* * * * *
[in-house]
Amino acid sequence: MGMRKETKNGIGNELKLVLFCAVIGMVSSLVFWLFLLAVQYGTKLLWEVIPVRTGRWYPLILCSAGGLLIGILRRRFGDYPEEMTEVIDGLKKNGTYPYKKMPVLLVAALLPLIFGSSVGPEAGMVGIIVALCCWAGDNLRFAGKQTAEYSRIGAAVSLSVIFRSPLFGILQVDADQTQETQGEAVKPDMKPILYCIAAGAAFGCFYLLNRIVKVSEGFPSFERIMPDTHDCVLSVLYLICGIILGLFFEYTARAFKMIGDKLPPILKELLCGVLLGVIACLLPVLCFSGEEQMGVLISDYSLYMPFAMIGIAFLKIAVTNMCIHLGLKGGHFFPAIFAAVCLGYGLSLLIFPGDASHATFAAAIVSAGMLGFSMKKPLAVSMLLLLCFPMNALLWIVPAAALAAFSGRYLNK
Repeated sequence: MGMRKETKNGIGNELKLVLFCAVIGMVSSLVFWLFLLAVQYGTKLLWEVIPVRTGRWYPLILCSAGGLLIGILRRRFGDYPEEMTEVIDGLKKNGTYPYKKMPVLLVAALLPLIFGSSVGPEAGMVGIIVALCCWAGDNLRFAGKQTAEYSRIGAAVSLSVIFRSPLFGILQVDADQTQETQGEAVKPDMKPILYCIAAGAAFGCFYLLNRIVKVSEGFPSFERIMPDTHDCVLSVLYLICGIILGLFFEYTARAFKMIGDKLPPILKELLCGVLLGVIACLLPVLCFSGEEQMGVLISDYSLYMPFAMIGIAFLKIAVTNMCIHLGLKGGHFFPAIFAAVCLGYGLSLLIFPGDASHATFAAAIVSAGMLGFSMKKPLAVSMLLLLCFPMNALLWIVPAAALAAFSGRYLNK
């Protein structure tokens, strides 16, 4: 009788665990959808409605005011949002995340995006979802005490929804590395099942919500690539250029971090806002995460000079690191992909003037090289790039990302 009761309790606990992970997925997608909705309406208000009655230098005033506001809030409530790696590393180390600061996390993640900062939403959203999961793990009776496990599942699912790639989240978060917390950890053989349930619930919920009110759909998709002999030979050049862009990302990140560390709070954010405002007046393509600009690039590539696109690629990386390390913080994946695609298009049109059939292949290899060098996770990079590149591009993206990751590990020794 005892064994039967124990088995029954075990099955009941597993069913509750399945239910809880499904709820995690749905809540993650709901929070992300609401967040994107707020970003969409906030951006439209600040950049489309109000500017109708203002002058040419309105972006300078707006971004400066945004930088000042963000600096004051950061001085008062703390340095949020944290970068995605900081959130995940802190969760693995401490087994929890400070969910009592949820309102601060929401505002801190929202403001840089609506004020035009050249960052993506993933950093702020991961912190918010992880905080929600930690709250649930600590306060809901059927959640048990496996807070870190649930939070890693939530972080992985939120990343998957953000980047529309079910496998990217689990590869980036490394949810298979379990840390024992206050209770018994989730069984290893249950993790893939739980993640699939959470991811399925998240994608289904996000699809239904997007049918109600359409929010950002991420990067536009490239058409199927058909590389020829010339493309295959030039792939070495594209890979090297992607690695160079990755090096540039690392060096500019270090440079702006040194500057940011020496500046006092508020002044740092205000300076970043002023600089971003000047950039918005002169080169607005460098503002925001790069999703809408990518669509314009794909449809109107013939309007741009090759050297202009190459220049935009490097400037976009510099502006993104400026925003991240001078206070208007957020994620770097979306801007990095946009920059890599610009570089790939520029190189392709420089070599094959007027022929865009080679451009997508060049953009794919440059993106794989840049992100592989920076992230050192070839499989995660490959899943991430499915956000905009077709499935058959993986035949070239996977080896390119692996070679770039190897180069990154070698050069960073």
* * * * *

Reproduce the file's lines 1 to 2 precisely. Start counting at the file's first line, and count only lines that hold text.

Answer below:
[in-house]
Amino acid sequence: MGMRKETKNGIGNELKLVLFCAVIGMVSSLVFWLFLLAVQYGTKLLWEVIPVRTGRWYPLILCSAGGLLIGILRRRFGDYPEEMTEVIDGLKKNGTYPYKKMPVLLVAALLPLIFGSSVGPEAGMVGIIVALCCWAGDNLRFAGKQTAEYSRIGAAVSLSVIFRSPLFGILQVDADQTQETQGEAVKPDMKPILYCIAAGAAFGCFYLLNRIVKVSEGFPSFERIMPDTHDCVLSVLYLICGIILGLFFEYTARAFKMIGDKLPPILKELLCGVLLGVIACLLPVLCFSGEEQMGVLISDYSLYMPFAMIGIAFLKIAVTNMCIHLGLKGGHFFPAIFAAVCLGYGLSLLIFPGDASHATFAAAIVSAGMLGFSMKKPLAVSMLLLLCFPMNALLWIVPAAALAAFSGRYLNK